Powerful Opportunities to Plan with IRAs and other Retirement Assets

The primary benefit of an IRA is its internal tax-deferred growth. The longer the taxpayer is able to stretchout this tax-free growth, the greater the benefit. Required minimum distributions (RMDs) from IRAs start the year after the taxpayer attains age 70½ and are based on the taxpayer’s life expectancy.

After the taxpayer’s death, with careful planning, IRAs, then known asinherited IRAs, can then be distributed based upon the life expectancy of the beneficiary. We call this IRA Stretchout. Note, the IRS reports that on average an IRA is withdrawn within six months of its being inherited – so much for tax-deferred growth. The quicker the Inherited IRA is liquidated, the less economic benefit is passed to the beneficiary. he difference can be millions of dollars of increased benefits!

The ability to compound IRAs, and now other qualified plans, income tax free, over a much longer period in time make these assets very valuable when passing wealth down from generation to generation. For example, a $200,000 IRA, inherited by a 50 year old, could be worth $1.5 million or more over his and his children’s lifetimes!
Until recently, the desire to stretch IRA payments created issues and conflicts with other client planning objectives since clients were unable to control the beneficiary’s rights to take distributions from the inherited IRA.

How many beneficiaries will limit themselves to their RMDs over their lifetimes? The individual beneficiary may at any time decide to take out more than the tax laws require because the beneficiary is not aware of the tax rules and choices he has, or the beneficiary gets bad advice, or the beneficiary simply wants to spend money (or the spouse or another party influences the beneficiary to spend it), and thereby causes taxation to occur much earlier, loses years of tax free compounding, and essentially blows the stretchout. The beneficiary may also be too young or disabled to manage money, and a beneficiary receiving government benefits could lose them. Many clients are concerned about Divorce Protection, Creditor Protection, and Bankruptcy Protection for their loved ones.

Federal Law provides protection for most qualified plans. Protections for IRAs are a matter of state law. Most, if not all, states, provided that IRAs are exempt. However, there is a growing body of law questioning the exemption of inherited IRAs.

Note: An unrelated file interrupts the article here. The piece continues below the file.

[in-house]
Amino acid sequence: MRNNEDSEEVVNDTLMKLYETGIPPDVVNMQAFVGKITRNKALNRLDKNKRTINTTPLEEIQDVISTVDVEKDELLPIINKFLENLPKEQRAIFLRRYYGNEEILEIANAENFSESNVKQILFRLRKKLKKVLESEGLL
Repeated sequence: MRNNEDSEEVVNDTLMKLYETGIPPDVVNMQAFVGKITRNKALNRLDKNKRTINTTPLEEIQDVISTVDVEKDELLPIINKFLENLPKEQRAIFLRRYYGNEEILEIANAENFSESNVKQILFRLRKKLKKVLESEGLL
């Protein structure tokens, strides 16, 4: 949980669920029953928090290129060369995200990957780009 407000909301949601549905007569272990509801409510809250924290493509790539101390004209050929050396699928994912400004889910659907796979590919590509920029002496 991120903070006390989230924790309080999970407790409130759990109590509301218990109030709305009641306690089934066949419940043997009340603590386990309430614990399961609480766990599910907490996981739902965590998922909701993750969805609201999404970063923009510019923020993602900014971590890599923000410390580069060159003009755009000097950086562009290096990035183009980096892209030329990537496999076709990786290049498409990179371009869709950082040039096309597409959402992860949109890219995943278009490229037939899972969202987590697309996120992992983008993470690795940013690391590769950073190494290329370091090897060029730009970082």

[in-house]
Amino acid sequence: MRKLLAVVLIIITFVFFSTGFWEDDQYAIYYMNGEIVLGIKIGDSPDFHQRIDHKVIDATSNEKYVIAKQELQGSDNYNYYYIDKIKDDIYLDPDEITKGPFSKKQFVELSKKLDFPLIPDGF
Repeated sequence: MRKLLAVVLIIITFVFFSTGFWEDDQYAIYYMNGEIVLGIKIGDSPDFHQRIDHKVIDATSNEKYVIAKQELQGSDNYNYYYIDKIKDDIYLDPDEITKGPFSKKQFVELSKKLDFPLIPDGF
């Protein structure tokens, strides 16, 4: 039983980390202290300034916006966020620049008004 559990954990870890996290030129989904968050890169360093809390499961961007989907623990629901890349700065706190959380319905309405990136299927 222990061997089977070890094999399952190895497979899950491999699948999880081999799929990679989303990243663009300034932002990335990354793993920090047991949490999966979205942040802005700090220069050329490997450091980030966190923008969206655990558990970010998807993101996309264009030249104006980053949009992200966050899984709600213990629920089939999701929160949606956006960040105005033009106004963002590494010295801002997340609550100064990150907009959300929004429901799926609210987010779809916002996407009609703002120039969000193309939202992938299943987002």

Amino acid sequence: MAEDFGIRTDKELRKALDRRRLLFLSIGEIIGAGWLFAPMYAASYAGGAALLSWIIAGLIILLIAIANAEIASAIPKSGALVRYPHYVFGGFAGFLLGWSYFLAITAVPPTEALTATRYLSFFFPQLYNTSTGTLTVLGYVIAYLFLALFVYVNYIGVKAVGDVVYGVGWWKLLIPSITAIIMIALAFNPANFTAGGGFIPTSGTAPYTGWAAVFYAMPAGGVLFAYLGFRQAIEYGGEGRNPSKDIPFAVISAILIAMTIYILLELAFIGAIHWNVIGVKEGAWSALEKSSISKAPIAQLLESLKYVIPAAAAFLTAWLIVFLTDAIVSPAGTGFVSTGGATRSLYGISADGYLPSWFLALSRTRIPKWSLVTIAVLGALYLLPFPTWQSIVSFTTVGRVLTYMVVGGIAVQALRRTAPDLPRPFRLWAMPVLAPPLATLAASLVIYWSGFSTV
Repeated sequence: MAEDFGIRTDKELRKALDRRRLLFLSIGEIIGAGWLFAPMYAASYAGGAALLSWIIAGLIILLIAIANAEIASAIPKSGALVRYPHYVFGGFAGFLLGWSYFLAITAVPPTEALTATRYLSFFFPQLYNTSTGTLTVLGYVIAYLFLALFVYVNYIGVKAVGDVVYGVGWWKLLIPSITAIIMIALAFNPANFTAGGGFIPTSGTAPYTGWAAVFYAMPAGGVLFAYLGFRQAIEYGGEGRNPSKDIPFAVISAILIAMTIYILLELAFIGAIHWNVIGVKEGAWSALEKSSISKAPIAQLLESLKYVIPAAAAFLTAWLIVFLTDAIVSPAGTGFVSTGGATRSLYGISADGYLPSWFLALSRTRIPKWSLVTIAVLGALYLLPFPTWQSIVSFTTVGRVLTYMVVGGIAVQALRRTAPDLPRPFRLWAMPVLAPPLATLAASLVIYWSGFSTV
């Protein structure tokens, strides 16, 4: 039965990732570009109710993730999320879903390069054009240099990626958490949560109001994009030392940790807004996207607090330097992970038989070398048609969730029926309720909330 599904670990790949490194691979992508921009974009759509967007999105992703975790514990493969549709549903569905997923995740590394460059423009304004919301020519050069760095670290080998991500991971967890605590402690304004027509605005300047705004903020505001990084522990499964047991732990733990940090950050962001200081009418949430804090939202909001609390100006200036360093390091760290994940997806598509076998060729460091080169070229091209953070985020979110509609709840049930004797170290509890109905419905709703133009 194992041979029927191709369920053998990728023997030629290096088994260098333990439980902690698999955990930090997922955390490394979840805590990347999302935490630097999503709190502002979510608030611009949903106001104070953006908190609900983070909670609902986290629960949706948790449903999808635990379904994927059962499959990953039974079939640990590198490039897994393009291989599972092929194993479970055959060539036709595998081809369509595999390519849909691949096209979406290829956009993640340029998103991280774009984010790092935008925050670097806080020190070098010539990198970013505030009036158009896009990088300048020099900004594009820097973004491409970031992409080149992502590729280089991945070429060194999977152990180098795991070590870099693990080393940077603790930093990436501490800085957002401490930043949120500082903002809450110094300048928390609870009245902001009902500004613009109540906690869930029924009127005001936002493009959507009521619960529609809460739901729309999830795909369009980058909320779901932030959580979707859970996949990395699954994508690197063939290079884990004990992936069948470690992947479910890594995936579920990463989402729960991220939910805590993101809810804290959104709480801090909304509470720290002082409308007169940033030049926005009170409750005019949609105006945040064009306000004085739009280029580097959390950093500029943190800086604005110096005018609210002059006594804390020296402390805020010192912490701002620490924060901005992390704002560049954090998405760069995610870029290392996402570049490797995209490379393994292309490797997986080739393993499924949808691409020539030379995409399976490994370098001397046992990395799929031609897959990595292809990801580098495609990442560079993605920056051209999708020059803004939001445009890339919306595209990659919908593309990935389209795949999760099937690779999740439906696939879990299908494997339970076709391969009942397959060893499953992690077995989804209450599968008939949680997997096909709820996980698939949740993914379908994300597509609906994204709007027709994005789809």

Recent IRS regulations, recent IRS rulings, and the Pension Protection Act of 2006 mean that for the first time you can create a Trust and name it the beneficiary of an IRA!

IRA Trusts, also known as Retirement Plan Trust, allow clients to combine IRA Stretchouts with the many benefits and protections of trusts! The Retirement Plan Trust is superior to just putting the IRA into a revocable living trust (RLT) with beneficiary designation language since it is harder to violate the tax-free growth status of the IRA, which can happen in an RLT if, a non-individual beneficiary (e.g. a charity) is named, if certain formula language is built into the trust, if powers of appointment are built into the trust, or if certain language regarding the payment of debts, expenses, and taxes of the estate is built into the RLT.

Properly designed Retirement Plan Trusts can be split into subtrusts for separate beneficiaries, such as for several children or grandchildren, and they can each maximize their own stretchout based on their individual life expectancies. These Retirement Plan Trusts can provide very powerful stretchouts.

The Retirement Plan Trusts can also provide a number of powerful estate tax planning opportunities.

Finally, creditors, predators, and former spouses of your children and grandchildren will find it more difficult to penetrate the Retirement Plan Trust than the typical IRA and its beneficiary designation.

Important Note: Whether you designate individuals or designate a Retirement Plan Trust as the beneficiary of your retirement assets, properly drafted beneficiary designations are crucial to ensure that your retirement assets are distributed in ways that are consistent with your estate plan.

This information was prepared by Lena Barnett & Associates, LLC and is intended only to provide general information.
It is neither offered nor intended for use as legal advice, nor is it a substitute for a consultation with an attorney.

© 2008 Lena Barnett & Associates, L.L.C. All Rights Reserved


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